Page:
The case concerning legality of use of force before the International Court of Justice - 20 years after the NATO intervention in Yugoslavia

Dimitrijević, Duško (2019) The case concerning legality of use of force before the International Court of Justice - 20 years after the NATO intervention in Yugoslavia. In: David vs. Goliath: NATO war against Yugoslavia and its implications. Institute of International Politics and Economics : Faculty of Security Studies, Belgrade, pp. 72-96. ISBN 978-86-7067-261-1

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The Federal Republic of Yugoslavia filed on 29 April 1999 Applications before the International Court of Justice (ICJ) against ten NATO member States: the United States of America, the United Kingdom of Great Britain, France, Germany, Italy, Belgium, the Netherlands, Canada, Portugal and Spain. These Applications required the determination of the responsibility of these States forthe wrongful acts committed during the armed intervention in connection with violations of the principle of the prohibition of the use of force against sovereignty, territorial integrity and independence of States (crimes against peace), then violations of the rules and principles of war and humanitarian law (war crimes), and obligations established by the Genocide Convention (crimes against humanity and international law). In the following study, the legal arguments of the parties presented in the proceedings were analyzed. Also, the study provides an analysis of the legal bases offered forthe establishment of the ICJ jurisdiction, as well as the decisions made by the ICJ on that occasion with which it declared the lack of its jurisdiction. However, irrespective of this fact and circumstances that it had not decided on the merits of the dispute, the ICJ did not exclude the responsibility of the NATO member States for violating the general international law. In that sense, its conclusion is consistent because it confirms the rule that the States have remained “in all cases responsible for acts attributable to them that violate the rights of other State”. Therefore, the re-examination of the case concerning legality of use of force before the ICJ twenty years afterthe armed attack on Yugoslavia is in line with the efforts of the Republic of Serbia (as the legal successor of the SFR Yugoslavia, Federal Republic of Yugoslavia and State Union of Serbia and Montenegro) to resolve all outstanding issues from the past, which is a prerequisite for building a new and more peaceful world.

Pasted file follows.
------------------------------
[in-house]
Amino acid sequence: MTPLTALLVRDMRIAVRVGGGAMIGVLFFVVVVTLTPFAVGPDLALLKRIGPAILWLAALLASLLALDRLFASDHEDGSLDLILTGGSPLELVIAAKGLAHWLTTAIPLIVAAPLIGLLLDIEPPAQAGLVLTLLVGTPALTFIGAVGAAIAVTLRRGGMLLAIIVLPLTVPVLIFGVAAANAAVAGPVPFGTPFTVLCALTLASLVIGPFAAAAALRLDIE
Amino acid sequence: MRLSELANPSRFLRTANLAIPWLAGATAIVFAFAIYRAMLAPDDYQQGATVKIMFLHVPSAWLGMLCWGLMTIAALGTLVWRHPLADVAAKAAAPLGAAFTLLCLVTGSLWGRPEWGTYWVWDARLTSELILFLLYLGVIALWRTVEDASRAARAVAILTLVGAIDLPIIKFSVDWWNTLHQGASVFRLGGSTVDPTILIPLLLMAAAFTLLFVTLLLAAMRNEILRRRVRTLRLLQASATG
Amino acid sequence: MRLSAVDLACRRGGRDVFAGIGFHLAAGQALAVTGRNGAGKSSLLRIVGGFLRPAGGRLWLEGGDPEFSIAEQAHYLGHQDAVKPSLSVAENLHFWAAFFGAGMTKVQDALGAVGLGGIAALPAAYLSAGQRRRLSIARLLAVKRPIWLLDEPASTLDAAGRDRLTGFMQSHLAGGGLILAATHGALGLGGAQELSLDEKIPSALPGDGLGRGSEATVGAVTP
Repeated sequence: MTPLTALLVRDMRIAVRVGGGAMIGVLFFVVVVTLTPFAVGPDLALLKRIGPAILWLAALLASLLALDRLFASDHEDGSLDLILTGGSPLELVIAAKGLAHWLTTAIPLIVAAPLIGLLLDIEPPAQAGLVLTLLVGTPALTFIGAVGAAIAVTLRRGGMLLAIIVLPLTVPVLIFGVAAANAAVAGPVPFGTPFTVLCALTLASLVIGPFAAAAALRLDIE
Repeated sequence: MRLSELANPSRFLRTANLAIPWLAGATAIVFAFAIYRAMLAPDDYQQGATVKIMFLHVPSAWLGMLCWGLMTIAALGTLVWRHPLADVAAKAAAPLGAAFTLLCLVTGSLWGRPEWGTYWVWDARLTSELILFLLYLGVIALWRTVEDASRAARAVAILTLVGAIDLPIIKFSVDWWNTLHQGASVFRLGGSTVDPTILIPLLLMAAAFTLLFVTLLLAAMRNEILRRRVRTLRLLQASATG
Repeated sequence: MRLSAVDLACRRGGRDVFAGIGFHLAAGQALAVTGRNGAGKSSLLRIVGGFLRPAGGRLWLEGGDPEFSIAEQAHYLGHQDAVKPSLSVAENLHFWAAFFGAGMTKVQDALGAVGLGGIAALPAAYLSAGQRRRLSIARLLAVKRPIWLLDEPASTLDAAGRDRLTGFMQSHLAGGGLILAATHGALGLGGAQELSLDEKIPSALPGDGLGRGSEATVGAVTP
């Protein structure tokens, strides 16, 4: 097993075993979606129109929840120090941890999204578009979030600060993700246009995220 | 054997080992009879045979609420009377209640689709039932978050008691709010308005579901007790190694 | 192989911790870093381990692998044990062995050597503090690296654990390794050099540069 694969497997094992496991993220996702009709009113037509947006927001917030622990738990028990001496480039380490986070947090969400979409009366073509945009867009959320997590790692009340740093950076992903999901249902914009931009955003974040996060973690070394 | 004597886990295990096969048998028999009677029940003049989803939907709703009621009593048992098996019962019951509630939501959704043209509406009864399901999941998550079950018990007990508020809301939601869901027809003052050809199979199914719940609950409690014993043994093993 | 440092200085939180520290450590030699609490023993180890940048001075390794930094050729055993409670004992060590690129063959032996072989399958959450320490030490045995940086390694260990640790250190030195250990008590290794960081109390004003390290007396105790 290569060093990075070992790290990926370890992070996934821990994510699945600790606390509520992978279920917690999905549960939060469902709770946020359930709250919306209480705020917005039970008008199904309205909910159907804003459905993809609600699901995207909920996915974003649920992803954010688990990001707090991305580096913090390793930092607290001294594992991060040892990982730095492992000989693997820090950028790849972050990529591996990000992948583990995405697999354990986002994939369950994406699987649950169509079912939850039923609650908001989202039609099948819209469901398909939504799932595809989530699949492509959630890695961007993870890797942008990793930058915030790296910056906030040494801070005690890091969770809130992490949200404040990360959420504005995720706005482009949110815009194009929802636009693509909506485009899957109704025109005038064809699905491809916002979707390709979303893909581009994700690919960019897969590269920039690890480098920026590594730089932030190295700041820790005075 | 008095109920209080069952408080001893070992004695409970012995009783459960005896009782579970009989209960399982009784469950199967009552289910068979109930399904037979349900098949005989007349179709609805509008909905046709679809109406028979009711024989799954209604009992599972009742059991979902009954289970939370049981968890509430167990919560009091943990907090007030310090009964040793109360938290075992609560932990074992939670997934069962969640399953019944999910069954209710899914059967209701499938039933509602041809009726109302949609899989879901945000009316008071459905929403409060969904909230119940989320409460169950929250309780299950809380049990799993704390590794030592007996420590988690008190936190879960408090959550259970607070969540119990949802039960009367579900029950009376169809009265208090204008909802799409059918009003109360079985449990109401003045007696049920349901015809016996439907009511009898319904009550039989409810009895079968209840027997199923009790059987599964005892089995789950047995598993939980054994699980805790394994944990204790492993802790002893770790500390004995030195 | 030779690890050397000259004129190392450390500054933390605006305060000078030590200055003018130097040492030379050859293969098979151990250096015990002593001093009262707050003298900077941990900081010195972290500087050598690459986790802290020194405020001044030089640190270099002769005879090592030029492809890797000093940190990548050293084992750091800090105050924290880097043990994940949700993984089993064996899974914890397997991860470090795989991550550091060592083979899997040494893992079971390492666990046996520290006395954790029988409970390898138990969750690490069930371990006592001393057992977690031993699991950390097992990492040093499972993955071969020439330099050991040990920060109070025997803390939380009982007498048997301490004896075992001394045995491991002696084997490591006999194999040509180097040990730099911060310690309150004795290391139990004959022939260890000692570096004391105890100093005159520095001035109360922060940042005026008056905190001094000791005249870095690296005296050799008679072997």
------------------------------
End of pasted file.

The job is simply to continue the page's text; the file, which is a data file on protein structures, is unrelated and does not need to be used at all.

Item Type: Book Chapter
Uncontrolled Keywords: Yugoslavia, Serbia and Montenegro, UN, Security Council, NATO’s unilateral intervention, legality of use of force dispute, ICJ, international law
Depositing User: Ana Vukićević
Date Deposited: 04 Dec 2019 15:02
Last Modified: 04 Dec 2019 15:02

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